Large wildfires are once again uncontrollably threatening much of the intermountain west in North America. Just 5 miles/ 8 km from the oncoming edge of the Cub Creek fire here in Washington is one of my most favorite places to record anywhere. Thirtymile Meadows is one of the very few places I know of in the continuous 48 United States that is neither rainforest nor remote island where I can set up my microphones, press record, and expect a soundscape free of human-generated noise for at least 4 hours to be the result. Sometimes it can be up to nearly a day. There are plenty of places I can get away from ground-based vehicles, but Thirtymile has the magic of not being under continually active flight paths. No vehicles. No aircraft. Nothing but birds, coyotes, and me.
This was a little more than a month ago, the morning of Summer Solstice. It’s merely an excerpt.
This is my last Long Swamp post. I promise. My last Long Swamp post from 2019-07.
As I mentioned in last night’s Dusk post, I’ve fallen in love with the mountains of the Okanogan. The wet meadows, swampy bogs, dense forests, deep riparian zones, grassy ridge tops, and more are perfect for finding sonically rich, naturally quiet locations. Most of the special places are difficult to reach from Seattle, but that’s fine by me. It means more opportunities to record with without interruption.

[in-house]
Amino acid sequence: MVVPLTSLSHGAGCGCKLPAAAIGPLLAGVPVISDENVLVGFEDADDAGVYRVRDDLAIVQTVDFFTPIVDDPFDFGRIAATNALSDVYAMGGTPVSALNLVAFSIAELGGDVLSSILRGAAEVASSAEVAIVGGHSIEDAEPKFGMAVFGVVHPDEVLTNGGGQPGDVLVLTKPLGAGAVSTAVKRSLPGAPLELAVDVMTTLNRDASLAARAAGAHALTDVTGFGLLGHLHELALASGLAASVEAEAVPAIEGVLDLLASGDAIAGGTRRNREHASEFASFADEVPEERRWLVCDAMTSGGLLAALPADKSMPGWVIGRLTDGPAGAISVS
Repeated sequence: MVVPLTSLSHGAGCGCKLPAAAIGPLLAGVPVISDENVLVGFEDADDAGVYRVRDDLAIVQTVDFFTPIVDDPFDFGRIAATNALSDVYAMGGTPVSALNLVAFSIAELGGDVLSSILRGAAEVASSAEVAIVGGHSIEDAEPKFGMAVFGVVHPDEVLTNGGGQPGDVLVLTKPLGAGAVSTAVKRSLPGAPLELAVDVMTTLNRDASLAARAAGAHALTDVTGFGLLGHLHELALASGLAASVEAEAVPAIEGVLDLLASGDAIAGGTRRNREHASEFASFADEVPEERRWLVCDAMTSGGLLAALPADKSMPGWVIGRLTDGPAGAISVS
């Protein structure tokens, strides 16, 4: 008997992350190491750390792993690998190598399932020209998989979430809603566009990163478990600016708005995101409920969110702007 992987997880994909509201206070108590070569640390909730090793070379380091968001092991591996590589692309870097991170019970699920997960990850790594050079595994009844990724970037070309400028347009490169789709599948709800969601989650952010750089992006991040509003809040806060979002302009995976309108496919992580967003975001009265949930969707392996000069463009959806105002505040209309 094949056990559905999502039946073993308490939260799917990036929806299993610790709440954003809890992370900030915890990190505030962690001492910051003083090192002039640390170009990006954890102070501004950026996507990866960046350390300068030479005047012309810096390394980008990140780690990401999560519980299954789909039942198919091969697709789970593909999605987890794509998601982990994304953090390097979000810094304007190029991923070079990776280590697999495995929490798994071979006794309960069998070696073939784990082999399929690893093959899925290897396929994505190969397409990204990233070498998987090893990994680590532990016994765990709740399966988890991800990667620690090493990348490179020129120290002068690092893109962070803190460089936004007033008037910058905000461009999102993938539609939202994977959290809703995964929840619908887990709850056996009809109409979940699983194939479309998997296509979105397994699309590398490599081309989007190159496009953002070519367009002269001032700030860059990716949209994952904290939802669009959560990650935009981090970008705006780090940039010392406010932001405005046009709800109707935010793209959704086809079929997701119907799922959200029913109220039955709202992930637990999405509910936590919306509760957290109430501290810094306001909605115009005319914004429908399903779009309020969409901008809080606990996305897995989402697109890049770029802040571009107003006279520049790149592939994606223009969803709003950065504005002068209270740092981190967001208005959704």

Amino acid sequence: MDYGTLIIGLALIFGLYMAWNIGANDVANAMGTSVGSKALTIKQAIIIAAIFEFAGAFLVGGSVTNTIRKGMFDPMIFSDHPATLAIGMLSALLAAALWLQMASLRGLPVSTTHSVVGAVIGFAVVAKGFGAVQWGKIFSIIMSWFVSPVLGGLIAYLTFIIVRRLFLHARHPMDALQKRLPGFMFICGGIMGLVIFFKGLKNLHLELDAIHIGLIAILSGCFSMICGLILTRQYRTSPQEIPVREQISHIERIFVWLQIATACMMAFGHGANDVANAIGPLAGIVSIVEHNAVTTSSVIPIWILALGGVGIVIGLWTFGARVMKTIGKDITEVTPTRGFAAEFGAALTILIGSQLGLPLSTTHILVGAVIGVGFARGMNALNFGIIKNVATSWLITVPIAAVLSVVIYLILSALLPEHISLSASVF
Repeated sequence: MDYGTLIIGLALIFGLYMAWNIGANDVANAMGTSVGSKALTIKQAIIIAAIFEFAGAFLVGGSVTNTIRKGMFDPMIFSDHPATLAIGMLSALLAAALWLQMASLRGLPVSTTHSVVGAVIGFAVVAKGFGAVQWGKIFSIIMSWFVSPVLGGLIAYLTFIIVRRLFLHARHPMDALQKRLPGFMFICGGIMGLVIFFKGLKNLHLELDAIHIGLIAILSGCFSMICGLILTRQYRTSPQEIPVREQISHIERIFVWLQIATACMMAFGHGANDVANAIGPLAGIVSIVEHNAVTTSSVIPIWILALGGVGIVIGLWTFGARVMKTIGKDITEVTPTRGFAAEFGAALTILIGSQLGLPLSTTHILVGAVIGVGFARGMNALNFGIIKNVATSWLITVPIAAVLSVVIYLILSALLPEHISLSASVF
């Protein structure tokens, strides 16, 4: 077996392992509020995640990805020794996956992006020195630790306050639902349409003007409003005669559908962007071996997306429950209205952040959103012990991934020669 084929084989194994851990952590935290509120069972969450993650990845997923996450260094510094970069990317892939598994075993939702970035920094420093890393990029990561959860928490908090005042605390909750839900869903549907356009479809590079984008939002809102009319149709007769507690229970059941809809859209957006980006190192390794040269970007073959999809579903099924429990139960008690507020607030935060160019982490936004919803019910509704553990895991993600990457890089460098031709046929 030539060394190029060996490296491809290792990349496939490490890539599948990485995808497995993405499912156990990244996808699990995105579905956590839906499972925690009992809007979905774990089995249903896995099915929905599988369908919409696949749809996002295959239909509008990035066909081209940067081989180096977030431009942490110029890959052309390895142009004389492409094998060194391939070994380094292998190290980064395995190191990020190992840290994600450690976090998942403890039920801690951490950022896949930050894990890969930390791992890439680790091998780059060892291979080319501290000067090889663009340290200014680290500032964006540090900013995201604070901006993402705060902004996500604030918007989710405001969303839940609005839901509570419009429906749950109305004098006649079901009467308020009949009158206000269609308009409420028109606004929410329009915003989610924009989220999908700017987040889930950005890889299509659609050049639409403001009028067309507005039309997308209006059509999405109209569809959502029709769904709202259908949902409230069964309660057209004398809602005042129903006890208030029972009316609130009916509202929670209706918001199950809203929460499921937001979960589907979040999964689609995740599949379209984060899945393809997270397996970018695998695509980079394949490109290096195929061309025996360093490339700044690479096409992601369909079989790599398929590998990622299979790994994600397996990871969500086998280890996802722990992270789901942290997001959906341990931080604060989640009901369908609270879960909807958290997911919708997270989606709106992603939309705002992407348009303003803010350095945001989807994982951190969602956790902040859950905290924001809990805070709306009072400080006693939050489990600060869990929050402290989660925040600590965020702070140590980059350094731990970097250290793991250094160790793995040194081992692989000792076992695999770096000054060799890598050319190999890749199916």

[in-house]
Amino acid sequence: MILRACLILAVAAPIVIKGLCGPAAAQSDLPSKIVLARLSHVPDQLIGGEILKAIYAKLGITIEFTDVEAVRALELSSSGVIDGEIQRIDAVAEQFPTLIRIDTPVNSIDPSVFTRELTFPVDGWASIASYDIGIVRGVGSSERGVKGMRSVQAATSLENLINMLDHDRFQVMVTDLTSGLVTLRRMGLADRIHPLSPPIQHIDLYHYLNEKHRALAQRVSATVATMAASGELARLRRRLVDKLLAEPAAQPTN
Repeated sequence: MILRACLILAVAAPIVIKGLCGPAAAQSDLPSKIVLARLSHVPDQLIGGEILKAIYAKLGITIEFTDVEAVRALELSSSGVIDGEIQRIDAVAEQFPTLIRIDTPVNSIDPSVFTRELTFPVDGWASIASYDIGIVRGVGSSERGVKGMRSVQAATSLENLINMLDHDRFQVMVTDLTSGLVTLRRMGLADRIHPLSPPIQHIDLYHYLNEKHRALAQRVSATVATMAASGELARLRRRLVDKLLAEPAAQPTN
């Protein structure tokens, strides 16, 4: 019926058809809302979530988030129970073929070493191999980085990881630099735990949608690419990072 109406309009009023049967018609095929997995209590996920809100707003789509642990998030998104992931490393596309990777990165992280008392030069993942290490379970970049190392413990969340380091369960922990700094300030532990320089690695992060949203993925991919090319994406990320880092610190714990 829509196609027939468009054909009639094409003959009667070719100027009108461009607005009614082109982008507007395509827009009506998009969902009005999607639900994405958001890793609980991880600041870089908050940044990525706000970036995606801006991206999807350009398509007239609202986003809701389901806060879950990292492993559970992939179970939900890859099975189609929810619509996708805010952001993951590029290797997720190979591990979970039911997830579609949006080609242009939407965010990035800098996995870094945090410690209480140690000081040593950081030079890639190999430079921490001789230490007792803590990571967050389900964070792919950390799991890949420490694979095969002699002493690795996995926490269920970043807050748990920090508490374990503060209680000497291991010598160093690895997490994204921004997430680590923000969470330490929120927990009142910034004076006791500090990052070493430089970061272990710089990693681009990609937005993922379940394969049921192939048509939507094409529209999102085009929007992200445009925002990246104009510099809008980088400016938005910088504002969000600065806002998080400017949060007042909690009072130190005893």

Okay, it’s true. I’ve fallen in love with the Okanogan mountains, with the wet meadows, swampy bogs, dense forests, grassy ridge tops, and more. Most of the naturally quiet locations are a little difficult to reach from Seattle, but that’s fine by me. It just means more opportunities to record with without interruption.
On the night of 2019-07-17 I camped, once again, near Long Swamp. I’d spent the previous night and Dawn at the Long Swamp Campground (https://soundcloud.com/soundeziner/long-swamp-dawn), but this night I found a location further up the drainage with more open water.
Thirtymile Meadows is a wet, subalpine meadow high in the Okanogan National Forest. A natural shallow bowl, it collects meltwater from each winter and slowly drains away through innumerable soft tinkling streams. In such a wide open space it can be difficult to know where to point microphones. When I visited in the Summer of 2019 I was never certain where the next morning’s dawn chorus would arrive from. Past migrant season there was no consistent resting place for the wildlife every night.
Filled with chipmunks, Hermit Thrushes, Olive-sided Flycatchers, Lincoln’s Sparrows, White-crowned Sparrows, Woodpeckers, Ravens, Clark’s Nutcrackers, American Robins, and more, the meadow is a feast for the eyes and ears of the quiet observer.